Marijuana Is Officially Legal In Alaska

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Jonah Bennett Contributor
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The initiative to legalize marijuana in Alaska took effect on Tuesday, after it was first passed in November by a small margin of 53-47 percent.

Users over 21 are now free to smoke marijuana, and cops are also free to hand out $100 dollar fines to people who decide to smoke in public.

Unfortunately, no one actually knows what the definition of public is, and so lawmakers are holding an emergency meeting on Tuesday morning at the alcohol regulatory board to find out, NPR reports. Gov. Bill Walker on Monday introduced legislation to establish a marijuana control board, separate from the board which regulates alcohol.

In the interim, police are reminding the public that although marijuana is legal, public safety still matters.

“Ultimately the concern of the police department is the safety and health of our public,” Anchorage police spokeswoman Jennifer Castro said. “We want to make sure that people are not operating their vehicle impaired or under the influence of marijuana.”

In the meantime, Alaskans may possess up to an ounce of marijuana and six marijuana plants on private property for personal consumption. However, for most people, marijuana will still be unavailable. The black market is illegal and marijuana retailers won’t be in operation until sometime next year, creating a bit of a hazy legal situation in which it’s legal to give marijuana and smoke it in private, but illegal to sell and smoke in public. The regulatory framework for the taxation and sale of marijuana has to be adopted by Nov. 24 later this year, with the first business licenses following in February 2016.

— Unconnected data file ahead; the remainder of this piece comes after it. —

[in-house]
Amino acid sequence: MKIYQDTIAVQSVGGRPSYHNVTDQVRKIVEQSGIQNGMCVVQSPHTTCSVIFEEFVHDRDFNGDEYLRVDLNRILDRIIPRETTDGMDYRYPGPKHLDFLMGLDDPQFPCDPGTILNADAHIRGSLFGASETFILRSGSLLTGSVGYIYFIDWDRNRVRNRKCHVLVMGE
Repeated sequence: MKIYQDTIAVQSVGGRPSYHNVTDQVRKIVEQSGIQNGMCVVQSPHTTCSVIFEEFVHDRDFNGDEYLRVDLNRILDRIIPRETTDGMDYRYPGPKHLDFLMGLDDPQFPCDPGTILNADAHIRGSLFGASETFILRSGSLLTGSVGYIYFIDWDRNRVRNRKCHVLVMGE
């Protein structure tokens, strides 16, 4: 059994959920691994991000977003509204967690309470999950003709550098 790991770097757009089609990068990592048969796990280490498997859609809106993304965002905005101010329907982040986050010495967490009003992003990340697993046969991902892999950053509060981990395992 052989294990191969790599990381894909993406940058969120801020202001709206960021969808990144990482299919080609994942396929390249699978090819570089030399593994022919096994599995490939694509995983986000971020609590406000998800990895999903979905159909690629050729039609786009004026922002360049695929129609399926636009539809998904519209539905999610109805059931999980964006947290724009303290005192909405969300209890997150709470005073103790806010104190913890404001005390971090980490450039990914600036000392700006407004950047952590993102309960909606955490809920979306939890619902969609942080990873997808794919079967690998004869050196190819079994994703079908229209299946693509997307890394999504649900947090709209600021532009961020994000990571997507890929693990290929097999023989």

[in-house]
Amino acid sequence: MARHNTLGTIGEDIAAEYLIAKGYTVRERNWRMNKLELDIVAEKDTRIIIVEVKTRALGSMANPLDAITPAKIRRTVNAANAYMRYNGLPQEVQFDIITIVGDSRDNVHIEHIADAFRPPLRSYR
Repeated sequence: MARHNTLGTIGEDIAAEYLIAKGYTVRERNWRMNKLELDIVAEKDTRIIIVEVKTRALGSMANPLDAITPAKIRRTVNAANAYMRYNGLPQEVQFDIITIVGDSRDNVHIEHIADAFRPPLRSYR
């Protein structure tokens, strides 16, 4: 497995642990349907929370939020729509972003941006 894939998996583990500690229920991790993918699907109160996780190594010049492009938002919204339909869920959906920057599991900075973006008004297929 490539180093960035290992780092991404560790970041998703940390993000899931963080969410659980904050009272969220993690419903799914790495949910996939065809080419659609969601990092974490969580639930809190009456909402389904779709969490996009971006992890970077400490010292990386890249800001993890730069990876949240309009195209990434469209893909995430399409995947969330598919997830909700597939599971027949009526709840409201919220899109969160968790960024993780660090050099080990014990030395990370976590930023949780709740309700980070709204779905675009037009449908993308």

“Alaska now has some of the most sensible marijuana laws in the nation,” said Dr. Tim Hinterberger, chair of the Campaign to Regulate Marijuana Like Alcohol in a statement.

Alaska joins Washington and Colorado as the third state with legalization in place. Oregon is set to join the three others on July 1 of this year. And although Washington, D.C. has had to fight ferocious battles with the federal government, the voter initiative, barring unforeseen circumstances, will come into effect later this week. (RELATED: DC Council Threatened With Jail Time For Discussing Marijuana)

For those over 21 in D.C., smoking, growing, sharing and transporting marijuana will be legal.

President Barack Obama and the Department of Justice seem content to let states’ rights take precedence in this particular matter, so long as states ensure that pot is not sold to minors.

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